After sitting on it overnight, I have finally found words to describe Trey Edward-Shult’s new post- horror film, It Comes At Night, after previously only being able to articulate the words: “bruh” and “dude”. I walked into this film with absolutely neutral expectations, after hearing the controversy about the film’s misleading marketing and promotional material. I stayed away from all trailers to this film and that is absolutely the way that you need to go into this film: No synopsises and no trailers – just a blank slate.
Trey’s first film, Krisha, was a powerful character study about a woman struggling with addiction, and really exhibited his filmmaking potential. He made that film for $30,000 in eight days, casting mostly friends and family in the supporting roles. This new film is on a much larger budget and it’s fascinating to see what Trey does with those resources. Despite walking into this film with absolutely no expectations, I still knew that the film was going to be expertly crafted and original, if distributed by A24.
All I will say about the plot of It Comes At Night, is that it’s about a family surviving some sort of zombie apocalypse, and the tension and anxiety that comes with protecting those that you love. The misleading advertising campaign paints the film as a monster-horror film, which is why many audiences have been disappointed to find that this is instead a subtle, quiet, suspense-driven piece about paranoia and hopelessness. It’s a family-drama, set against a typically horror film setting, and is the best film I’ve seen so far this year.
Similar to fellow A24 films, The Witch and Under The Skin, this film’s real ‘horror’ comes from it’s presentation, rather than solely its subject matter. This is some of the best horror filmmaking I’ve seen since The Witch and is both subtle and intellectual, yet chilling and raw. The sheer tone was enough to make me tense from beginning to end. However, despite the horror elements in the movie, this is still a very human film, with very naturalistic dialogue and rich characters. On top of that, this is by far the most realistic depiction of a zombie apocalypse I’ve ever seen, even more so than 28 Days Later.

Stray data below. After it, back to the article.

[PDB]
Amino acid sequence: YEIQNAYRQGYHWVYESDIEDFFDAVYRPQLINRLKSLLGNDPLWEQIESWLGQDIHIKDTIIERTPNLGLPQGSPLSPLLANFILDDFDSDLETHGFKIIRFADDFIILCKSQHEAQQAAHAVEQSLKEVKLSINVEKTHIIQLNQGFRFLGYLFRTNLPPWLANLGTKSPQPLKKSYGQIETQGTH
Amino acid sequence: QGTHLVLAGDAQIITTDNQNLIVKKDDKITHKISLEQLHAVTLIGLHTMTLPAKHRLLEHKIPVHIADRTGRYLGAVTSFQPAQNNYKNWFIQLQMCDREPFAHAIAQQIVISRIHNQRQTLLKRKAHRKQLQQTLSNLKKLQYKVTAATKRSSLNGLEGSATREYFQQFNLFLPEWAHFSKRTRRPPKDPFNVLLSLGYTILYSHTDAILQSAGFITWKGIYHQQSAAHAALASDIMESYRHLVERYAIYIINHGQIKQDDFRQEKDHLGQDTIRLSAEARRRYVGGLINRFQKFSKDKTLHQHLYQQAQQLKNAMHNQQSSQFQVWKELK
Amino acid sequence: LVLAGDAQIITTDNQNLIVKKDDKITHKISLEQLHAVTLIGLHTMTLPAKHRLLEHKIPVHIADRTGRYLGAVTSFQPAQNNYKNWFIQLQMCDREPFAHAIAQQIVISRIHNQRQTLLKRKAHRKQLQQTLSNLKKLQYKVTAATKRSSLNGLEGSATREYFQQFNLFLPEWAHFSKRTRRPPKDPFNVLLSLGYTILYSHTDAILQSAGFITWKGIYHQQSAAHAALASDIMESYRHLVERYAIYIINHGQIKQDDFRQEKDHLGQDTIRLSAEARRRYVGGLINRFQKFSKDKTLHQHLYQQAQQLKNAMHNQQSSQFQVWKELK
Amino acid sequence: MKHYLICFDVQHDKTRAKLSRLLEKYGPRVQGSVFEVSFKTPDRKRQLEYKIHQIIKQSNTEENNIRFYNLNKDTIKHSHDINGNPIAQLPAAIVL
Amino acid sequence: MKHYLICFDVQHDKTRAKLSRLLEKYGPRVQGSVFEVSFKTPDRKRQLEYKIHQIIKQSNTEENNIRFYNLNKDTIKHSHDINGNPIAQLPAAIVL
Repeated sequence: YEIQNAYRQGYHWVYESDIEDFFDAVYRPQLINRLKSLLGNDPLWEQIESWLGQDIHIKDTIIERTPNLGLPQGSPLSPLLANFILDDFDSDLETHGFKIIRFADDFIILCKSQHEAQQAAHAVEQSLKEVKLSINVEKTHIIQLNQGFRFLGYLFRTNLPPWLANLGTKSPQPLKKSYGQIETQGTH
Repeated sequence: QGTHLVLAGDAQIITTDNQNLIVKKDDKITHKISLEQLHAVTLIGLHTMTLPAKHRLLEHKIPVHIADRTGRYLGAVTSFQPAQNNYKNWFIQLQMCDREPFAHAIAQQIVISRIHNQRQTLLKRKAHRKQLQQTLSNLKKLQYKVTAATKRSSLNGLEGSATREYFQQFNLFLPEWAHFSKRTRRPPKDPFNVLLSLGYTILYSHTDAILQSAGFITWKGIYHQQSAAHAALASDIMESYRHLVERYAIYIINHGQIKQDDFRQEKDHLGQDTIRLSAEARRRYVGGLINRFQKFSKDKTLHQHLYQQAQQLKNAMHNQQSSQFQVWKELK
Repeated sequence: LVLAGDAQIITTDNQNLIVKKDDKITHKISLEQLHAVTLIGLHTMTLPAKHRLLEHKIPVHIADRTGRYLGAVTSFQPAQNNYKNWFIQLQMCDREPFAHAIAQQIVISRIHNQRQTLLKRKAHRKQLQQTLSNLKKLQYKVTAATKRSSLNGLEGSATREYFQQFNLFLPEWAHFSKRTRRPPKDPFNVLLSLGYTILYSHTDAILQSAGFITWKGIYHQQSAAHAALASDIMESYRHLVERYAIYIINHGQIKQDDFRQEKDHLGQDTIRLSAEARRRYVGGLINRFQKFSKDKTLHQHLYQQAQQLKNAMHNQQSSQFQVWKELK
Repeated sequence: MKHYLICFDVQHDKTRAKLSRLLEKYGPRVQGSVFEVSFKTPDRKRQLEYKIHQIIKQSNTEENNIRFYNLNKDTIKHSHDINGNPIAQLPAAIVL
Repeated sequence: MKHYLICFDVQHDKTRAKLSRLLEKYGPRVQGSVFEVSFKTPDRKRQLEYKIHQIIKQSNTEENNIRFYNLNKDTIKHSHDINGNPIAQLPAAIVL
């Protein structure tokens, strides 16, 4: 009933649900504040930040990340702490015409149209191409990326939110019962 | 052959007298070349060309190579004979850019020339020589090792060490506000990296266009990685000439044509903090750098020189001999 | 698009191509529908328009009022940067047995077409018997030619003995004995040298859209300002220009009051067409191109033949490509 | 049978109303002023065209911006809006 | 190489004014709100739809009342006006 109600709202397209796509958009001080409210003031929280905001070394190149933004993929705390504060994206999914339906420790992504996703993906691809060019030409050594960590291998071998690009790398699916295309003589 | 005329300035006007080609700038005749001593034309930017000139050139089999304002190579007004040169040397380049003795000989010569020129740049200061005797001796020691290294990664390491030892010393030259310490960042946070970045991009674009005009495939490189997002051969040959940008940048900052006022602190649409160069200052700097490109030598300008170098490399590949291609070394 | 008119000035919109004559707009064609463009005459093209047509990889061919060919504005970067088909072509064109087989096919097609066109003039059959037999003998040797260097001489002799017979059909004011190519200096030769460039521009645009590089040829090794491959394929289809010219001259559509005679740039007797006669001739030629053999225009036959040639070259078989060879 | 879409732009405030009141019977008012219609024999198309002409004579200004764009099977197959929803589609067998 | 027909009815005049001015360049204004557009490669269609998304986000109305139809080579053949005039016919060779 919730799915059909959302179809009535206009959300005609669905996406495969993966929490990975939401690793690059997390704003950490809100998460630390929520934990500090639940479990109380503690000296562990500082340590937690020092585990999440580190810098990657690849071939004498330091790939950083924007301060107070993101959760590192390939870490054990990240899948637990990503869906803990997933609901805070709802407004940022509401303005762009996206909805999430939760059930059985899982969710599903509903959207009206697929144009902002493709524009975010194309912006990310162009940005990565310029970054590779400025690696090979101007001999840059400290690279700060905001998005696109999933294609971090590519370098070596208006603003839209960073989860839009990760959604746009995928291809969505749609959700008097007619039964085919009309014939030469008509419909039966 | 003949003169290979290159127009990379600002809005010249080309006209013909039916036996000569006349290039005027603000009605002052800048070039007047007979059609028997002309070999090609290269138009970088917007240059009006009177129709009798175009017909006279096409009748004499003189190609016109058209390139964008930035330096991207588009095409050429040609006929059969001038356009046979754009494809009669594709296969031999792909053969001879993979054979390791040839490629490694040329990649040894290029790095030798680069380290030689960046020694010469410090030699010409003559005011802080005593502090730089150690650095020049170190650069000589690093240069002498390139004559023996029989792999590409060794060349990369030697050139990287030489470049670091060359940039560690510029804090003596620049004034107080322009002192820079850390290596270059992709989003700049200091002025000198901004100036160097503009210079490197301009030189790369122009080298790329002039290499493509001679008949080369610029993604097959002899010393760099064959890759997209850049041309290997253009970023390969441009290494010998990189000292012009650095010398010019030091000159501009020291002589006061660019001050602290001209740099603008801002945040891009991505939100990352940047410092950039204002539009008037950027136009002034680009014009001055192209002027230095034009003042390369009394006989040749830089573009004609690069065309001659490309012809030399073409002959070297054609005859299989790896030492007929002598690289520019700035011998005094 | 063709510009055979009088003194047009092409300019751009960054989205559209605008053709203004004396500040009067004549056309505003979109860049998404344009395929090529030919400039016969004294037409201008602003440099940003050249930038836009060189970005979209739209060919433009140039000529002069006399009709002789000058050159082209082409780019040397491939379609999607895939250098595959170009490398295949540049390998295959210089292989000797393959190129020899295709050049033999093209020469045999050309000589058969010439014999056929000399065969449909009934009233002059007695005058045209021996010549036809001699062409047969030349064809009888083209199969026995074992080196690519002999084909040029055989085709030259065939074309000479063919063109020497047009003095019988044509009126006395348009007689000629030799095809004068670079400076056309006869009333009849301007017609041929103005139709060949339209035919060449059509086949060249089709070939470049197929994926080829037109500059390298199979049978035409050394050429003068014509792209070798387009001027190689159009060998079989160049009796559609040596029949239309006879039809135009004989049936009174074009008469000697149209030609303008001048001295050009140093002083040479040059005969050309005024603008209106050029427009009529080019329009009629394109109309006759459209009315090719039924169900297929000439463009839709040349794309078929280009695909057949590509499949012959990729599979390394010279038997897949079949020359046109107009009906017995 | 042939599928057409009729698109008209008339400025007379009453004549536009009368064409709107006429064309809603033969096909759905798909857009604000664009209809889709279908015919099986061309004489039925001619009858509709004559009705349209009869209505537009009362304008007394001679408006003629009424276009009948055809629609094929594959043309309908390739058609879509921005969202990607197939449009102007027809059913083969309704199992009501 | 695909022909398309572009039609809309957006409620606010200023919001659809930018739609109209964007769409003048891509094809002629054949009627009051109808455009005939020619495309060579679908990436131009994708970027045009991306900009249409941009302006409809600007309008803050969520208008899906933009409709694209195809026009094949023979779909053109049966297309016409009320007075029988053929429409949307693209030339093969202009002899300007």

The cinematography is absolutely gorgeous, with a very woody, tactile quality and shot on 35mm film. Trey employs similar filmmaking techniques that he used in Krisha, such as long, slow zooms and ominous steadicam movements down hallways – very possibly inspired by Kubrick’s The Shining. The eerily smooth camera movement along the interiors of the house, paired with the beautiful, harrowing score creates a tone that I don’t believe I have experienced in a film before. The editing is pitch perfect and only concentrates the tension in the film.
Another interesting part of the film is the change in aspect ratio (the black bars on the top and bottom of the screen). During the many nightmare sequences in the film, the screen would become tighter (shifting from 2.35:1 to 2.55:1), and then draw back out as the film transitioned back into reality. However (without spoiling anything), through the final sequences of the film, Shult’s chooses the leave the aspect ratio at it’s tightest, as reality becomes a nightmare. This tactic of changing aspect ratio was also used in Xavier Dolan’s Tom At The Farm and also Shult’s previous film Krisha.
All of the performances in the film were brilliant, especially Joel Edgerton as the father, who brings so much character and depth through only a moderate amount of dialogue. Even the child performance was fine, which is usually the downfall of many films. All of the actors had great chemistry and worked off each other in a very natural way.
During our discussion after the film, my girlfriend, who is a huge horror fan, said that (paraphrasing) to enjoy this film, you have to have an open mind and have to be able to piece things together yourself, since this film does not spoon-feed the audience. I cannot help but read other critic reviews and cringe, as they try to critique the film on its ambiguity and slow pacing – completely ignoring the fact that it was completely intentional. It’s ironic that the same people who are always talking about horror as a bored, dying genre, are trying to criticise one of the most original and convention-smashing horror films in recent years. They ignore the fact that this is not just a dreadful, blandly shot, Blumhouse-distributed film, and is instead an arthouse interpretation of a zombie outbreak, and is a refreshing take on the horror genre. Why would you criticise a horror film that for once, actually makes you think?
This is a film that I have recommended to almost everyone. I think that we should support original voices in film, and pay to see films like It Comes At Night, otherwise our cinemas will just be full of the same diluted and uninspired excrement that we’re used to seeing. It Comes At Night may not still be at the top of my list by the end of the year, but I can almost guarantee that it will remain the best horror film of the year. Also, not to spoil anything, but this film has one of my favourite final shots of all time.
No trailers. No synopsis. Blank slate. See it.